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The Kenya Platform on Climate Governance (KPCG) has documented the outcomes of the activities of different projects it implemented at national and county levels throughout the year.

The Kenyan platform of the Pan-African Climate Justice Alliance (PACJA) held a meeting at Ngong Hills Hotel in Nairobi, with each of its thematic working groups presenting their achievements for projects undertaken and reviewing challenges and opportunities.

Speaking at the event, in which she represented the Executive Director Mithika Mwenda, PACJA Head of Programmes Salina Senou commended KPCG for being vibrant.

David Jesse, the CEO of the KPCG, gave a brief history of the platform. “PACJA, through the Angaza Project, was able to come up with KPCG,” he said, adding that the platform would not relent in its efforts to fight for adaptation to and mitigation of effects of climate change, guided by the five thematic working groups. “As CSOs we need to engage the government more,” said Jesse.

Jesse, however, expressed the need to firm up the membership process to lock out jokers.

Dickson Kithinji, the Angaza Project Assistant, took the participants through the steps of packaging their outcomes. Some of the outlined outcomes of the working groups are listed below:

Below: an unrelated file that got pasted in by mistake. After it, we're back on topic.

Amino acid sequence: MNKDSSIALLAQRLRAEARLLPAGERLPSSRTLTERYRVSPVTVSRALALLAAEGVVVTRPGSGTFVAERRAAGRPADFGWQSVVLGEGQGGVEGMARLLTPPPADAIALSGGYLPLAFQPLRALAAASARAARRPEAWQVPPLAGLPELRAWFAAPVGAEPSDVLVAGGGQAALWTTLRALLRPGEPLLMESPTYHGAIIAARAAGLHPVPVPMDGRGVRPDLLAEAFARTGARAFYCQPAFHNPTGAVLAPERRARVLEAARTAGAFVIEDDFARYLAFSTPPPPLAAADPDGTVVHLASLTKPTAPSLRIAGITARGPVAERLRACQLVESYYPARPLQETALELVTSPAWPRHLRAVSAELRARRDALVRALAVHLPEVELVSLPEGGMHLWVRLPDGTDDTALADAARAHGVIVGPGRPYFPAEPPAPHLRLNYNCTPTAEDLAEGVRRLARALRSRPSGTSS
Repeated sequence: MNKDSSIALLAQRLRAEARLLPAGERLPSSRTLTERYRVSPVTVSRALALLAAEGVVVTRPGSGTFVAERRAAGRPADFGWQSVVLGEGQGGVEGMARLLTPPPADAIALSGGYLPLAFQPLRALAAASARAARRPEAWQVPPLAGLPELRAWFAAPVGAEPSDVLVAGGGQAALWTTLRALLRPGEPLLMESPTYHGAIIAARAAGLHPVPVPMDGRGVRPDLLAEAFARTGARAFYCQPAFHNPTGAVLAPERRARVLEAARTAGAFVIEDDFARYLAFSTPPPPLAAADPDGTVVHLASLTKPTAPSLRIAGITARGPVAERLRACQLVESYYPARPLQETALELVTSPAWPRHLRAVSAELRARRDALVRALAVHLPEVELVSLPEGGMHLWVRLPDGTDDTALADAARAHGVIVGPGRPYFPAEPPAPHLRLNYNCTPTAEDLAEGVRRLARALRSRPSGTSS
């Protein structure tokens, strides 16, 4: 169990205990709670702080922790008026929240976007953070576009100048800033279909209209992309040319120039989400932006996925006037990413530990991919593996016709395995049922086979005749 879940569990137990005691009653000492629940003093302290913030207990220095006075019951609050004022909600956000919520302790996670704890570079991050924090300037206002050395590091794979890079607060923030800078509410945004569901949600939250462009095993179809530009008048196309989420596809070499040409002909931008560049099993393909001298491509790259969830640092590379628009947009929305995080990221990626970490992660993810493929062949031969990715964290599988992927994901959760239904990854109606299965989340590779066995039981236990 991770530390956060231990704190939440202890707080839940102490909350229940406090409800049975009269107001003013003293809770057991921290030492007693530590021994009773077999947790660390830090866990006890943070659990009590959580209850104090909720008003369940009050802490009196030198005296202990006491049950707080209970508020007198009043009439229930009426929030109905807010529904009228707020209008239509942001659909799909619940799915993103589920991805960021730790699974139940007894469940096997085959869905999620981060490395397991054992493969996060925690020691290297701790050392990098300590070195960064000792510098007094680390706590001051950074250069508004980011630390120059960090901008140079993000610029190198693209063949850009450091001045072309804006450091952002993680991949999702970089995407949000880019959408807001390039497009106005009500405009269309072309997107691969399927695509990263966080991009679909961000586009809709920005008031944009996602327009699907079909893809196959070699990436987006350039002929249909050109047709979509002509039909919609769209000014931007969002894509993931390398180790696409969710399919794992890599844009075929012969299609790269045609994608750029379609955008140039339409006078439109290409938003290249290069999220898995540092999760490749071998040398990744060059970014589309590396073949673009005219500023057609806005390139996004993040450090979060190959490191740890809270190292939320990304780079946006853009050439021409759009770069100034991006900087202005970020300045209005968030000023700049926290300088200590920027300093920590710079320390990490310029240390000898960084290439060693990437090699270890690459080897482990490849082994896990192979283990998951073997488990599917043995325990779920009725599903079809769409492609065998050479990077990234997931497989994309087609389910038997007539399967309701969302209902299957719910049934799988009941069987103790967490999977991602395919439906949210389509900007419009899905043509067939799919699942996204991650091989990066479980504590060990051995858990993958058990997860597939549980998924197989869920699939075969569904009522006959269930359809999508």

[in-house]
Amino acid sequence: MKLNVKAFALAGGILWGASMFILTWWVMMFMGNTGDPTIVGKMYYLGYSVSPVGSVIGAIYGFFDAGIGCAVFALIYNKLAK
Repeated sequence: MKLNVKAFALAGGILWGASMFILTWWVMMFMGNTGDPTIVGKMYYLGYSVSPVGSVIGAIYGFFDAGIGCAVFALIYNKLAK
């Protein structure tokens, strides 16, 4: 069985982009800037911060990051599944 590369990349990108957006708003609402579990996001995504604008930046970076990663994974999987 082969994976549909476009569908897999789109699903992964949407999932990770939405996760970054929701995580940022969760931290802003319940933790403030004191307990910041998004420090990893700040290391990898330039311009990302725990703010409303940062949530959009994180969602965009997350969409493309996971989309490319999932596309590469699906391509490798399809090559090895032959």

1. Enhanced tree cover (indigenous and fruits) in Meru, Mbagathi, Kiambu, Kisaju and Nairobi
  2. More people have embraced the use of clean energy. Clean energy campaigns that include walks and cycling, are some of the strategies used to reach out to the people
  3. There is an adaption of green buildings as seen in Nairobi
  4. County officials are embracing climate change and showing interest in taking part in reducing the greenhouse emissions, which is in line with the Paris Agreement
  5. There was also an increased willingness of different county blocs to press their governments to pledge financial resources towards climate.

Collins Oduor, the Voice for Change Partnerships (VFCP) project undertaken by the platform, enlightened the audience about his project. “We work with pastoral and marginalised communities in different thematic areas to build Climate Change Governance,” he said. Mr Oduor urged Kenyans to conserve their environments for the sake of all, including pastoral communities whose livelihoods totally depended on the environment.

Oduor expressed possibilities VFCP collaborating with KPCG to tackle climate change issues in Kenya.

Yvonne Maingi, a representative from the Department for International Development (DFID) who has been contracted to review the project, was the chief guest.

KPCG has five thematic working groups, namely:

  1. Adaptation
  2. Mitigation
  3. Gender, Youth and Marginalised
  4. Technology Transfer, Knowledge Management and Capacity Building
  5. Climate Finance
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